As mentioned this passage also demonstrates proof of the five elements of analysis proposed by Beronä. The first element which Beronä describes as “People and Objects” is demonstrated by the gay couple at the hospital. Earlier in the story it appeared that one member of the couple was very sick and possibly even terminally ill. We see at the beginning of this passage however, through the use of facial expressions, gestures and objects that this is no longer the case. The passage begins with the couple smiling broadly at each other while the patient holds up a hospital admittance band which he has now taken off. In the the following panels we see the couple holding up a get well gift, we next see the patient shaking hands with a senior looking doctor. The doctor is pointing at the patient in a way that suggests that he is saying “You take care off yourself now”, we can also see the get well gift in a trash can behind them which suggests that it is no longer needed (figure 4).



(Figure 4. Example of the use of people and objects to drive narrative)


The second element which Beronä mentions is image function. As the couple leave the the hospital they hail a yellow taxi cab. These vehicles  are synonymous with New York and coupled with an image of the strip club with flashing lights help to build a sensory diegesis within The System. At the end of the passage we see the detective surrounded by thought bubbles containing the faces of murdered strippers and a bloody murder weapon, this is an example of the non-sensory diegesis which expresses to us the characters thoughts and feelings.

The next element demonstrated is the use of stereotype. We see the detective leaving a bar drunk, we know from the business card that the stripper is holing in the preceding panel that the the detective is called “Detective MacGuffin”. The drunken down and out Irish detective is a pretty strong stereotype in modern culture. We also see the stripper, who when on stage performs as if she is enjoying herself while taking money from seedy business men. Kuper uses both of these characters to challenge our prejudices and stereotypes. We see the detective looking mournful as he leaves the bar thinking about the murdered strippers and he goes on to be the hero saves another stripper from being murdered. We can also see that the stripper is unhappy through her expression each time she leaves the stage. We also get to see how happy she is when she returns home to her son after work and far from what we may imagine her life to be like, we can see her family is the motivation for the work that she does.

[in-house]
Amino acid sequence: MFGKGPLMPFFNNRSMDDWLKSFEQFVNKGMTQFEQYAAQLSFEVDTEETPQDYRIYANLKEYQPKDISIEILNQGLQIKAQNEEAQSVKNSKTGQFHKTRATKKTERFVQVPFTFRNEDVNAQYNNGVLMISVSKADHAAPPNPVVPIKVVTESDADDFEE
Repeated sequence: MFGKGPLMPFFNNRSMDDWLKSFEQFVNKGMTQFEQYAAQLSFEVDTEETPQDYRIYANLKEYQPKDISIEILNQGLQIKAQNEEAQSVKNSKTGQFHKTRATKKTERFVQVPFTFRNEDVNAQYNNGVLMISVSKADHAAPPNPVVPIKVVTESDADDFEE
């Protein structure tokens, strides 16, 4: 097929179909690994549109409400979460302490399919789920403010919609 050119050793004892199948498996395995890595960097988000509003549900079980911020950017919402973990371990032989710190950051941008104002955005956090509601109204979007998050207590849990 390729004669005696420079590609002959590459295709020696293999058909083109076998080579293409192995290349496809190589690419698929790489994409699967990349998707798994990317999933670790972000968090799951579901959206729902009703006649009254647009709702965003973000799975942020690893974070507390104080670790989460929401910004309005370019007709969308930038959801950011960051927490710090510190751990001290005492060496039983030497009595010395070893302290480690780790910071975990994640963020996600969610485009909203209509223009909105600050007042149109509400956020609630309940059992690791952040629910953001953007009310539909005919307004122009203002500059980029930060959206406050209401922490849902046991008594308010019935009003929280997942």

The fourth element Beronä discussed is word images. In this passage we see the stripper holding the detectives business card which reminds the reader of the connection between the stripper and the detective. We also see the detective solve a crime by holding up a cellophane bag with the word evidence written on it. The bag contains a blood splattered piece of a page from a bible. The detective holds up the evidence bag to a opened blood cover bible being held by an evangelical preacher. This indicates to the reader that the detective has found the person responsible for murdering the strippers.

Line meanings are the last element discussed by Beronä. In this passage the lines of  the panels and thought bubbles surrounding the detective are wavey as he leaves the bar. This indicates to the reader that the detective is drunk and creates a sense of his inebriation. We also see the use of enemata, lines drawn around a characters head to indicated state, in the form of little bubbles around the detective which provide further indication that he is drunk.

Beronä has provided a very strong and well thought out analysis of Kuper’s work. He has supported his arguments by demonstrating how they are applied within The System and by backing them up with analysis from other respected comic theorists. At face value a reader may skim through The System unaware of how full of meaning, symbolism and thought it really is. Beronä I feel brings to light the elements which make The System such a successful piece of work and show the skills which Kuper employed in making one of the most thoughtful and successful contemporary silent comics.